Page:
CreateDefaultBuilder method in the
Program.cs file we automatically get log messages written to the output. Configuration can be set up just as we know it from ASP.NET Core:
var host = Host.CreateDefaultBuilder()
In this example, I set the minimum level to
Debug and include the Windows Event Log as a logging output. The great thing about this solution is that all of the integrations with Microsoft.Extensions.Logging now works with WPF too. Like the
Elmah.Io.Extensions.Logging package that we provide for elmah.io:
var host = Host.CreateDefaultBuilder()
options.ApiKey = "API_KEY";
options.LogId = new Guid("LOG_ID");
We're on fire here. Let's try to do some more logging. To test this, I'll add two large ugly buttons to the main window:
Double-click the Log some stuff button to get a click handler created. We'll log a warning in there:
private void Button_Click(object sender, RoutedEventArgs e)
logger.LogWarning("Oh no, someone clicked the button");
When launching the application and clicking the button, we see the warning logged in both the Output window and in Windows Event Log:
In the last part, I'll add some global error logging. Let's throw a nasty exception when someone clicks the second button. Double-click the Crash button and include the following code in the click handler:
private void Button_Click_1(object sender, RoutedEventArgs e)
throw new ApplicationException("The app crashed");
In real code, you may want to spend a bit more time on naming methods than I do here 😂 But the main purpose is to crash the application. When running the application and clicking the Crash button, the application closes as expected. You may expect something to be logged automatically through Microsoft.Extensions.Logging like when used from ASP.NET Core. This is not the case here since Microsoft.Extensions.Logging isn't used from within the WPF core. At least not yet.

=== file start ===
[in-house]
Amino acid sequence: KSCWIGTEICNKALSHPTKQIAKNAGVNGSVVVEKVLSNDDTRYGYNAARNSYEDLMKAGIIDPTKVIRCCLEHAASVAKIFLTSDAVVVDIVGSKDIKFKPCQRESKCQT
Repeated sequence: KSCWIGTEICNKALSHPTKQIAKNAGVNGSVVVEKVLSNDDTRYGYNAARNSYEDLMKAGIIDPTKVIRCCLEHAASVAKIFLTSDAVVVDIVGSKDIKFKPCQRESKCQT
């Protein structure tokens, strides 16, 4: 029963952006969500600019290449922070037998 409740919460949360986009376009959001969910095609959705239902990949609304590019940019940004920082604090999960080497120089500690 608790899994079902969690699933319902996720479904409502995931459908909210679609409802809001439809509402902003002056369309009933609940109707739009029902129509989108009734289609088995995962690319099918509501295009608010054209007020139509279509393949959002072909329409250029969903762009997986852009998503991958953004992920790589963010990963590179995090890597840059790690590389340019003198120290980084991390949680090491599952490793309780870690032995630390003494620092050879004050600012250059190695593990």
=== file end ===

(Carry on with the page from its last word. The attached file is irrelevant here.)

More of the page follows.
To help out a bit, let's add a global error handler to make sure crashes like this are logged before exiting the application. Add an event handler like this in the
Main method in the
AppDomain.CurrentDomain.UnhandledException += (sender, args) =>
var loggerFactory = host.Services.GetService<ILoggerFactory>();
var logger = loggerFactory.CreateLogger<Program>();
logger.LogError(args.ExceptionObject as Exception, "An error happened");
UnhandledException event is a built-in event in WPF that allows you to handle unhandled exceptions in applications. An unhandled exception is an error that occurs in the application but is not caught and handled by the application's code. The event can be used for various purposes like logging and/or showing an error dialog. The
UnhandledExceptionEventArgs object that is passed to the event handler contains information about the unhandled exception, such as the exception object and a flag indicating whether the exception was fatal (meaning the application will terminate).
To use the
UnhandledException event we first need to add an event handler for the event. This can be done in the code-behind file for the application's main window, or in a separate class that handles application-level events. In this case, we create a new logger and log the exception. When testing it, we see the new error logged through Microsoft.Extensions.Logging:
It is important to note that the
UnhandledException event will only be raised for unhandled exceptions that occur on a thread other than the one that created the application's main window. Exceptions that occur on the main thread can be handled using the regular try-catch mechanism.
With just a few lines of code, we now have dependency injection, custom logging, and global error logging implemented in WPF. I love it.
If you are looking for automatic error logging from your WPF applications, check out elmah.io for WPF here: Logging to elmah.io from WPF.
elmah.io: Error logging and Uptime Monitoring for your web apps